Friday, July 14, 2006

MyISAM to InnoDB

One thing that sucks really bad with MyISAM is table level locking which can cause some serious issues at times when INSERT/UPDATE/DELETE load is very high. If you are experiencing problems in your application associated with locking, try converting your tables to InnoDB.

I was asked today a question as to how one can convert a MyISAM table to InnoDB. I will blog about it in detail later but for right now here's one way:

-ALTER TABLE table_name ENGINE = InnoDB;

and here's another way:

- dump the table to a SQL file
- change table type from MyISAM to InnoDB in the dumped file
- disable keys (to speed up the process)
- SET AUTOCOMMIT to 0 (for speeding up the process)
- load the table
- enable keys (the index is rebuilt at this point)

One is preferred over the other based on various factors such as time limit in which the conversion must be done.

Also see:


Anonymous said...


Couple of things which can help to speed up conversion, if data size is significant.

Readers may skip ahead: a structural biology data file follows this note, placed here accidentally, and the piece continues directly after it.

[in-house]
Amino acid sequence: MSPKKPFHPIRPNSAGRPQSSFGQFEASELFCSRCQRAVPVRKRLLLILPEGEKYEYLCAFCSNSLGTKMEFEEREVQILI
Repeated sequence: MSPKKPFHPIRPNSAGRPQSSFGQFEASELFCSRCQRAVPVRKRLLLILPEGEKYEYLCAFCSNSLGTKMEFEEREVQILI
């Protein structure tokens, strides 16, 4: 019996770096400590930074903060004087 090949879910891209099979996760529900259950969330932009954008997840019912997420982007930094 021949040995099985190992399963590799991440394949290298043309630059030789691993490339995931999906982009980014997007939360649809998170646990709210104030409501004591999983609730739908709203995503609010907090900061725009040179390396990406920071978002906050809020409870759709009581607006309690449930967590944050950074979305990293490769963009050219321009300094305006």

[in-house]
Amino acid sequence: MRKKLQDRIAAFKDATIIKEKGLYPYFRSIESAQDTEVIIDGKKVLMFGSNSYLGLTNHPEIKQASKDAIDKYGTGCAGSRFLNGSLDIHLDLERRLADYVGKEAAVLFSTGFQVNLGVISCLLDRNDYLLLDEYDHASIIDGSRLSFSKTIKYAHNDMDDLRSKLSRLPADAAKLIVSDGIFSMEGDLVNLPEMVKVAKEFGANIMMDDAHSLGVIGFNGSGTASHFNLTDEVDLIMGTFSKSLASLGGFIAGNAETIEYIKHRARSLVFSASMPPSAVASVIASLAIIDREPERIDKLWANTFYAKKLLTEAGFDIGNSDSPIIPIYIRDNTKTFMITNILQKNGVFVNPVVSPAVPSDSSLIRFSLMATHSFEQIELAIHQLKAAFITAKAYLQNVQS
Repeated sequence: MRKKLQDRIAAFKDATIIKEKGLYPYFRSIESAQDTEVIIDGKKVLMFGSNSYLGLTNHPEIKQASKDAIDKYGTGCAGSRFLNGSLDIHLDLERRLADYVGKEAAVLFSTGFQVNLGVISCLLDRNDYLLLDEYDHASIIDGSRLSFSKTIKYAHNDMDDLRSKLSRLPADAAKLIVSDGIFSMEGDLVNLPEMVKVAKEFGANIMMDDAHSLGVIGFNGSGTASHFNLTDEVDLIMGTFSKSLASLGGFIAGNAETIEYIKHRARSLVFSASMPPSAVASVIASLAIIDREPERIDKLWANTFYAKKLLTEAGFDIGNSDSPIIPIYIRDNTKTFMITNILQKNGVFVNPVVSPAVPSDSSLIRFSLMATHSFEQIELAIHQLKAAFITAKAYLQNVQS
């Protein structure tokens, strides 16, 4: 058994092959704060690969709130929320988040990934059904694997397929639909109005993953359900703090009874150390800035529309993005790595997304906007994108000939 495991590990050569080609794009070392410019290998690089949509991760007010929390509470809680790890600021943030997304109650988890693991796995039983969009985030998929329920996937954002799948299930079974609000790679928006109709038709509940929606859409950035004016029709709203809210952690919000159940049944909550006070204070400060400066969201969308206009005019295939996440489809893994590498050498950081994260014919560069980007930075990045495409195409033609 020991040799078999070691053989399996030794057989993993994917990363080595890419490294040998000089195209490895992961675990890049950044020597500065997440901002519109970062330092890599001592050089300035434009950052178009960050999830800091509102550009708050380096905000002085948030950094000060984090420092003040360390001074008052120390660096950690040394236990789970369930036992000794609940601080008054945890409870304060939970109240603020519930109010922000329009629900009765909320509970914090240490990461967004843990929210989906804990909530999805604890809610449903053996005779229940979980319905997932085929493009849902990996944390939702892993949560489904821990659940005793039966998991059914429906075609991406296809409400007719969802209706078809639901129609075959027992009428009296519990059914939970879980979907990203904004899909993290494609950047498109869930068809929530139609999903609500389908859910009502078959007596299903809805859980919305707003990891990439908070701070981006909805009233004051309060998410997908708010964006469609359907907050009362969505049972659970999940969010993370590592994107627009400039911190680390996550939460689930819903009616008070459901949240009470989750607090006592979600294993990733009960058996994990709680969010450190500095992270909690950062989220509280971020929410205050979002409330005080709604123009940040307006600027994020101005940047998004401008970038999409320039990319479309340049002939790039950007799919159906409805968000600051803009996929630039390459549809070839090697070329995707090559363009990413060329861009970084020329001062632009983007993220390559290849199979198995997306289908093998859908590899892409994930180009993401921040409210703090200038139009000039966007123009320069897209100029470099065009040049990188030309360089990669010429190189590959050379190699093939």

1) disable keys do not work for Innodb tables. So it is not needed.

2) SET UNIQUE_CHECKS=0 is handy if loading data with unique keys - can speed up things dramatically.

3) Make sure you load data in primary key order. MyISAM is frequently unsorted which may make load 10+ time slower than it can be.

Frank said...


Of course you're right. My bad for not paying attention. DISABLE KEYS would only help with MyISAM.

Thank you for the tips. They are greatly appreciated.


Anonymous said...

I'm converting a 1 table that's 1.5 GB in size as a MyISAM table to Innodb.

I'm doing this conversion on a dedicated server by dumping the db, copying to the new server, and doing a mysql db < file.

I've used the optimizations you've mentioned (set innodb buffer pool to 3GB, set autocommit=0, set unique_checks=0).

But it's been >8 hours and the conversion is still underway.

What am I doing wrong?

Anonymous said...

May I document it at my blog?
it's a useful trick